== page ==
In 2003, prior to joining the European Union, Lithuania had the highest economic growth rate amongst all candidate and member countries, reaching 8.8% in the third quarter. In 2004 — 7.3%; 2005 — 7.6%; 2006 — 7.4%; 2007 Q3 — 10.8% growth in GDP reflects the impressive economic development. Most of the trade Lithuania conducts is within the European Union.

It is a member of the World Trade Organization, and the European Union. By UN classification, Lithuania is a country with a high average income. The country boasts a well developed modern infrastructure of railways, airports and four lane highways. It has almost full employment, with an unemployment rate of only 2.9%. According to officially published figures, EU membership fuelled a booming economy, increased outsourcing into the country, and boosted the tourism sector. The litas, the national currency, has been pegged to the Euro since February 2, 2002 at the rate of EUR 1.00 = LTL 3.4528, and Lithuania is expected to switch to the Euro on 1 January 2010. There is gradual but consistent shift towards knowledge based economy with special emphasis on biotechnology (industrial and diagnostic), because in Lithuania there are concentrated major biotech producers in the Baltic countries, as well as laser equipment.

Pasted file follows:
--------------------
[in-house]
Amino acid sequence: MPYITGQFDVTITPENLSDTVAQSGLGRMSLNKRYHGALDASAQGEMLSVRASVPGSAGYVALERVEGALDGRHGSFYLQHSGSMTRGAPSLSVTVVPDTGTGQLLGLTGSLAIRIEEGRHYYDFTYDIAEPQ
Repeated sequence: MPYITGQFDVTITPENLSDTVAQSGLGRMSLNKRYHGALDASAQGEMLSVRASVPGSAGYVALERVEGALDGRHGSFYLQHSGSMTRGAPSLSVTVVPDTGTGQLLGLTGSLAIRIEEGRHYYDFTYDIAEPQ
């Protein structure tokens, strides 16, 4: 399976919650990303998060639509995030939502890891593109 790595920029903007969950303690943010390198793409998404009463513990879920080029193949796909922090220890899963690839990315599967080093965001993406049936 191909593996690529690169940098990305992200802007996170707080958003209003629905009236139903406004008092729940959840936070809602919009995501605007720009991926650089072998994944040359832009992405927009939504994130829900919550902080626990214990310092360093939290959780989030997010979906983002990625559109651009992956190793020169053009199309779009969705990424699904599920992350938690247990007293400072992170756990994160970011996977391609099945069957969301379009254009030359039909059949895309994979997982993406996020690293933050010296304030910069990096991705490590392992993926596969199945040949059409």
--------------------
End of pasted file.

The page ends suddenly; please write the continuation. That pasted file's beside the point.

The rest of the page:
Laser - source

Like other countries in the region (Estonia, Latvia) Lithuania also has a flat tax rate rather than a progressive tax scheme. Lithuanian income levels still lag behind the rest of the older EU members, with per capita GDP in 2007 at 60% of the EU average. Lower wages may have been a factor that in 2004 influenced the trend of emigration to wealthier EU countries, something that has been made legally possible as a result of accession to the European Union. In 2006 income tax was reduced to 27% and a reduction to 24% was made in October of 2007. Income tax reduction and 19.1 % annual wage growth is starting to make an impact with some emigrants gradually beginning to come back. The latest official data show emigration in early 2006 to be 30% lower than the previous year, with 3,483 people leaving the country.